- The Washington Times - Friday, March 13, 2009

REFORM GENERATION

The Hungarian defense minister appreciates democracy because he grew up under communism but worries that the younger generation, the grandchildren of Hungarian freedom fighters, might be taking civil rights for granted.

“The way they are being socialized is very different from us,” Imre Szekeres told reporters Thursday over breakfast at the Mayflower Hotel in Washington. “Our generation was lucky in a way. … We understand more what we have than those born into it.”

Although he was only 6 years old when Soviet tanks crushed the 1956 anti-communist uprising, Mr. Szekeres is grateful for the sacrifice of his parents’ generation. As a young adult, he got involved in the growing political reform movement and helped bring down communism in 1989.

“I had the opportunity to be part of changes, very significant political changes,” he said.

As deputy mayor of the city of Veszprem, Mr. Szekeres remembers the excitement of creating reforms that his parents dreamed of.

“It was extraordinary to feel that every day something was happening that would have been unthinkable the day before,” he said.

Mr. Szekeres was in Washington this week for talks with Defense Secretary Robert M. Gates, National Security Adviser James L. Jones, Deputy Secretary of State James Steinberg and members of Congress.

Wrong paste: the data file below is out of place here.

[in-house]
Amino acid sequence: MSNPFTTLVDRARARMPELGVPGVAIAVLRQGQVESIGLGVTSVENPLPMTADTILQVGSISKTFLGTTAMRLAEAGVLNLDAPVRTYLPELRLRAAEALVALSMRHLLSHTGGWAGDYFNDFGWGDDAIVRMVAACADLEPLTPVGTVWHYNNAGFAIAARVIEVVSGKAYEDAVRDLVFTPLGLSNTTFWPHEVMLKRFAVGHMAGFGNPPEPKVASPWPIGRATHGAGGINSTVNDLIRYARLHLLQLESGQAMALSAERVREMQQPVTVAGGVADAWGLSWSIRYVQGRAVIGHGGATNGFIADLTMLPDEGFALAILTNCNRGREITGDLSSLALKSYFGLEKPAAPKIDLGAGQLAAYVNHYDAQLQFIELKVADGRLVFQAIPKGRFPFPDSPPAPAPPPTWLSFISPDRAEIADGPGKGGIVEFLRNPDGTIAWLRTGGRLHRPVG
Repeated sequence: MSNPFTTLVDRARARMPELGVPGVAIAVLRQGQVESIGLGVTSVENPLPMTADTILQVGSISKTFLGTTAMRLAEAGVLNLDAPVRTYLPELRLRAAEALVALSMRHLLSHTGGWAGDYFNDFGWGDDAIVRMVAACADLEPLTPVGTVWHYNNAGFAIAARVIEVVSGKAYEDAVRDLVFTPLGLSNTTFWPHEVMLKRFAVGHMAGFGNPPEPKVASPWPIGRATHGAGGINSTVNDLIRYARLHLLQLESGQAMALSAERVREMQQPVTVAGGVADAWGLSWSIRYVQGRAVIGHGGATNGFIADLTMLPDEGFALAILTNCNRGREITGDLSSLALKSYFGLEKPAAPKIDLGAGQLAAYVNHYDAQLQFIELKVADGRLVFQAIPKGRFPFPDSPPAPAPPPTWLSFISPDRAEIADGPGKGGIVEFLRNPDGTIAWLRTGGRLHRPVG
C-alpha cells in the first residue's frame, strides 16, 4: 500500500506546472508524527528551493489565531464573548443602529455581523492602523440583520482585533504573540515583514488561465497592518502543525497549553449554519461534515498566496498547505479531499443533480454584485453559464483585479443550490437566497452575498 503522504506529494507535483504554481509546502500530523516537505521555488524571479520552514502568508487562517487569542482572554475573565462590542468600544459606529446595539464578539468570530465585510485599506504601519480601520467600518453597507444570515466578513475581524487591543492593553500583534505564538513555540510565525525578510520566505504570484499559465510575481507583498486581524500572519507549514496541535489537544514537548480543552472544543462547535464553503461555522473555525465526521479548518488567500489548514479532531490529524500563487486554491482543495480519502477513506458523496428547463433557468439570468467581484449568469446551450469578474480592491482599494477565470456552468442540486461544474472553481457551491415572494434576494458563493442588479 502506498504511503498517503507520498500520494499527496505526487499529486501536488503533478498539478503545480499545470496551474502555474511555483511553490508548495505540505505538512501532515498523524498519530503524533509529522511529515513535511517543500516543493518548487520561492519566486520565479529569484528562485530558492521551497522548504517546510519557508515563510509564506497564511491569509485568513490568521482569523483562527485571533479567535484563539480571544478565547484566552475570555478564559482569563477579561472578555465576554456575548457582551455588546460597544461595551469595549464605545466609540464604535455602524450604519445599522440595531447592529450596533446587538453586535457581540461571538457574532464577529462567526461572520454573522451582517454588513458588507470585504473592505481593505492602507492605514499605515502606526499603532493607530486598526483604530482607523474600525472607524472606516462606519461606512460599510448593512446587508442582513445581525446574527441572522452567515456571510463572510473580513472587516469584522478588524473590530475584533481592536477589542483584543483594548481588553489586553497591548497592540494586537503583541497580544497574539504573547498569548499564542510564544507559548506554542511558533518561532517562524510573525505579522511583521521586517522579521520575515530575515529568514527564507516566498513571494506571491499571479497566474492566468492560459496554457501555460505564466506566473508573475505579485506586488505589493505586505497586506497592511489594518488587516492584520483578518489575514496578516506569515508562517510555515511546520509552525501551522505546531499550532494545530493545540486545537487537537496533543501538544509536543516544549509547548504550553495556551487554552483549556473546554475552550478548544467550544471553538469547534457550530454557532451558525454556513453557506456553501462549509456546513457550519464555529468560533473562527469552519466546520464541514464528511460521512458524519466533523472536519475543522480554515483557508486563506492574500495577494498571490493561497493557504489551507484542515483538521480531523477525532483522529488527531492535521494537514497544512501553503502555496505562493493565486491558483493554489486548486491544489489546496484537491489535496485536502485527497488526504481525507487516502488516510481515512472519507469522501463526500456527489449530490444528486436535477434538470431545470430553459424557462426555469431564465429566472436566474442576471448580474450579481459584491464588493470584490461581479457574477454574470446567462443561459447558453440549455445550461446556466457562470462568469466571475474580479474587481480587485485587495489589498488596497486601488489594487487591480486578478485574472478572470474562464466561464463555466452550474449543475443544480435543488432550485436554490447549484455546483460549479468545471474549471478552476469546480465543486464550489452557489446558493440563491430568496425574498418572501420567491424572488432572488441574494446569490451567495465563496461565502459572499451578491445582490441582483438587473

Their talks included discussions on Hungary’s role in Afghanistan and plans for the NATO summit next month. Hungarian troops are guarding the international airport in the capital, Kabul, and training Afghan helicopter pilots.

Mr. Szekeres said his government thinks that the money spent on deploying troops to Afghanistan could be better spent on training the Afghan national army to fight its own battles against a Taliban resurgence.

“A military solution can stabilize the country, but a military solution in itself cannot assure that Afghans can run their country,” he said.

Mr. Szekeres is also worried that Afghans run the “danger of dependency.”

“Afghans expect solutions from us,” he said.

SHOVAL RETURNS?

A veteran Israeli diplomat might return to Washington for a third term as ambassador to the United States.

Zalman Shoval - a close adviser to Benjamin Netanyahu, who is expected to be named prime minister of a new conservative government - is likely to succeed Ambassador Sallai Meridor, who announced his resignation last week, according to the New York Jewish Week newspaper.

It added that the appointment would be temporary and that “insiders” in Israel expect Mr. Netanyahu to eventually select Ronald Dermer, another top adviser, as U.S. ambassador.

Mr. Shoval served in Washington from 1990 to 1993 during the administration of President George H.W. Bush and from 1998 to 2000 during the administration of President Bill Clinton.

His contacts from the Clinton years would be valuable in the Obama administration, with Hillary Rodham Clinton as secretary of state and Rahm Emanuel, a former White House adviser to Mr. Clinton, as the president’s chief of staff.

AMBASSADOR SHAKE-UP

Chilean President Michelle Bachelet on Thursday picked her ambassador in Washington to succeed Foreign Minister Alejandro Foxley, who is resigning.

She said Defense Minister Jose Goni will succeed Ambassador Mariano Fernandez, who has been her envoy to the United States since 2006.

• Call Embassy Row at 202/636-3297, fax 202/832-7278 or e-mail James Morrison.

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